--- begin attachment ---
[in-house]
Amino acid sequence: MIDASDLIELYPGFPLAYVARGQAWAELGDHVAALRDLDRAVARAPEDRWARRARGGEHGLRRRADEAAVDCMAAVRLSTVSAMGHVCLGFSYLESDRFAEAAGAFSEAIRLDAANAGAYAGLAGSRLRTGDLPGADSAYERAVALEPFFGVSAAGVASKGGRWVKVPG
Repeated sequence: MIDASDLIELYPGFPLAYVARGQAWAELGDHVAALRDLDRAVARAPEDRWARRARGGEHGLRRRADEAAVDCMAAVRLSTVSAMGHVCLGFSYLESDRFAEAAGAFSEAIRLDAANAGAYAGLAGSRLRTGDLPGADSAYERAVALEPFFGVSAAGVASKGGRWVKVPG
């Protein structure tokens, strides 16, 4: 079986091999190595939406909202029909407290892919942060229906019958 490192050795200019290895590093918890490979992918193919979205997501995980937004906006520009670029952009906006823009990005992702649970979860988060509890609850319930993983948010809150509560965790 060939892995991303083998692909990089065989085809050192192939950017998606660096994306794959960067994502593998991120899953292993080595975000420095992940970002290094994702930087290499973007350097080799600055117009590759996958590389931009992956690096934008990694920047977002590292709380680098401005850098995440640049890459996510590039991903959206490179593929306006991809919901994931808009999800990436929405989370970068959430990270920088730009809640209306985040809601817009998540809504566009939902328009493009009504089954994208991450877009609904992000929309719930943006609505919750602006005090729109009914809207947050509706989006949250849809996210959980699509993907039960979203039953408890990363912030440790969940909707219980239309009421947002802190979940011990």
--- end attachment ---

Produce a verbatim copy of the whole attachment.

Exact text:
[in-house]
Amino acid sequence: MIDASDLIELYPGFPLAYVARGQAWAELGDHVAALRDLDRAVARAPEDRWARRARGGEHGLRRRADEAAVDCMAAVRLSTVSAMGHVCLGFSYLESDRFAEAAGAFSEAIRLDAANAGAYAGLAGSRLRTGDLPGADSAYERAVALEPFFGVSAAGVASKGGRWVKVPG
Repeated sequence: MIDASDLIELYPGFPLAYVARGQAWAELGDHVAALRDLDRAVARAPEDRWARRARGGEHGLRRRADEAAVDCMAAVRLSTVSAMGHVCLGFSYLESDRFAEAAGAFSEAIRLDAANAGAYAGLAGSRLRTGDLPGADSAYERAVALEPFFGVSAAGVASKGGRWVKVPG
């Protein structure tokens, strides 16, 4: 079986091999190595939406909202029909407290892919942060229906019958 490192050795200019290895590093918890490979992918193919979205997501995980937004906006520009670029952009906006823009990005992702649970979860988060509890609850319930993983948010809150509560965790 060939892995991303083998692909990089065989085809050192192939950017998606660096994306794959960067994502593998991120899953292993080595975000420095992940970002290094994702930087290499973007350097080799600055117009590759996958590389931009992956690096934008990694920047977002590292709380680098401005850098995440640049890459996510590039991903959206490179593929306006991809919901994931808009999800990436929405989370970068959430990270920088730009809640209306985040809601817009998540809504566009939902328009493009009504089954994208991450877009609904992000929309719930943006609505919750602006005090729109009914809207947050509706989006949250849809996210959980699509993907039960979203039953408890990363912030440790969940909707219980239309009421947002802190979940011990």